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On August 1, 1840, a Comanche army comprised of warriors, women and boys totaling approximately 1000 people, started south toward the level plains that fell away to the Gulf of Mexico. They passed San Antonio, raiding ranches and settlements along the way, until they reached Linnville at Lavaca Bay. They broke into John Linn's warehouse, loaded with goods waiting shipment to San Antonio. The Indians loaded all manner of merchandise onto horses and mules, now numbering in the thousands, and proceeded back north on a route that would take them to Plum Creek.

The men rode with women's parasols, stovepipe hats, ribbons and all kinds of goods stolen from the warehouse. The warriors rode in the lead with the horse herd and the women and children followed with the pack mules. Flankers were spread out along the column. The procession created towering clouds of dust. As they approached Plum Creek, they were met by an army of Texans who opened fire and charged. In the ensuing battle, more than 80 Comanches were killed, many were captured and the rest scattered in all directions.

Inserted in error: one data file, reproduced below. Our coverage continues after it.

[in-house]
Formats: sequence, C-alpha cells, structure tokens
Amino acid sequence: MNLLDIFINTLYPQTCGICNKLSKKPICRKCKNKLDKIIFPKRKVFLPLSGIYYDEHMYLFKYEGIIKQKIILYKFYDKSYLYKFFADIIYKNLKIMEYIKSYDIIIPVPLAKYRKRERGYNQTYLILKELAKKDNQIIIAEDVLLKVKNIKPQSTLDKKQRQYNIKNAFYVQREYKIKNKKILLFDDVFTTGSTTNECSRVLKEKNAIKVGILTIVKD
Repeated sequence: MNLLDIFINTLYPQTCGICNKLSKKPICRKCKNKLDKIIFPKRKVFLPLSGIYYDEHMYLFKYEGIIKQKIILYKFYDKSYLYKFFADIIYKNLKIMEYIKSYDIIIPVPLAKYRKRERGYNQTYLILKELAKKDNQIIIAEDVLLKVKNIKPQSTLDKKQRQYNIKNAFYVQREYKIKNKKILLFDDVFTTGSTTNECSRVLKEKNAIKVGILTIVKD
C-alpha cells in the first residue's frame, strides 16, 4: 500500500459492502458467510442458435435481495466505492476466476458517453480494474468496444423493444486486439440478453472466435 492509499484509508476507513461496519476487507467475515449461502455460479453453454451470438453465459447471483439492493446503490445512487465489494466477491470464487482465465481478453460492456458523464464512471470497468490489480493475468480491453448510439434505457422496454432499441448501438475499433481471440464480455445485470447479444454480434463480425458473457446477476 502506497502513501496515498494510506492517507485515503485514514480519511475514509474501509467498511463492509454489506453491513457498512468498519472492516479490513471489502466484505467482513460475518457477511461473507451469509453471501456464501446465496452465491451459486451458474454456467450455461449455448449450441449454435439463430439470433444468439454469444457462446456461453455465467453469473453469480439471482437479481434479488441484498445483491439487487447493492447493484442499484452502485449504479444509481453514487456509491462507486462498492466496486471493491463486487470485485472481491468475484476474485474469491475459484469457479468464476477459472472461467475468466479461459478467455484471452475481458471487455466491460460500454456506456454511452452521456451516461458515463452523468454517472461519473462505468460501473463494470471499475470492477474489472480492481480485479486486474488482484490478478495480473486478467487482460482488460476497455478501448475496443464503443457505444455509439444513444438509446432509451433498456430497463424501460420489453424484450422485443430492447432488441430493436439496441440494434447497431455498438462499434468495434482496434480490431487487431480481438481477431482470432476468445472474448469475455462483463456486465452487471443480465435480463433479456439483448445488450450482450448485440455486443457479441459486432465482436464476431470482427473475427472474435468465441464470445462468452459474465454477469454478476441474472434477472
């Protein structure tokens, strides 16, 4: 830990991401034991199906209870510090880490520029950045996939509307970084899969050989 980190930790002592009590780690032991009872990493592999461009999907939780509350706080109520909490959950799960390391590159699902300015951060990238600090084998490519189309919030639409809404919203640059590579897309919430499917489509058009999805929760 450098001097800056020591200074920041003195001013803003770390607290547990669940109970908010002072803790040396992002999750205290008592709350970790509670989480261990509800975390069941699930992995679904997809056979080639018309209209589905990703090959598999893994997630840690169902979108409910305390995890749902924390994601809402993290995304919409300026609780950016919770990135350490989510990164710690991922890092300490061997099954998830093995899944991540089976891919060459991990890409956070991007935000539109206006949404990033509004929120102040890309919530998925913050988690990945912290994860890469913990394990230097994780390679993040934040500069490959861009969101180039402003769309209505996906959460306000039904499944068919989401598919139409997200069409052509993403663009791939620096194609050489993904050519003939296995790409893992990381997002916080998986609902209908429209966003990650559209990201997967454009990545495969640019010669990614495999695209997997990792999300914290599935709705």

Comanche Spoilers
by Howard Terpning

Howard Terpning - Comanche Spoilers
This Piece has been Hand-Signed by Howard Terpning

  • Signed by the Artist
  • Paper Lithograph
  • Limited Edition
  • 1000 S/N
  • 19 x 32
  • Price: $695.00

On August 1, 1840, a Comanche army comprised of warriors, women and boys totaling approximately 1000 people, started south toward the level plains that fell away to the Gulf of Mexico. They passed San Antonio, raiding ranches and settlements along the way, until they reached Linnville at Lavaca Bay. They broke into John Linn's warehouse, loaded with goods waiting shipment to San Antonio. The Indians loaded all manner of merchandise onto horses and mules, now numbering in the thousands, and proceeded back north on a route that would take them to Plum Creek.

The men rode with women's parasols, stovepipe hats, ribbons and all kinds of goods stolen from the warehouse. The warriors rode in the lead with the horse herd and the women and children followed with the pack mules. Flankers were spread out along the column. The procession created towering clouds of dust. As they approached Plum Creek, they were met by an army of Texans who opened fire and charged. In the ensuing battle, more than 80 Comanches were killed, many were captured and the rest scattered in all directions.


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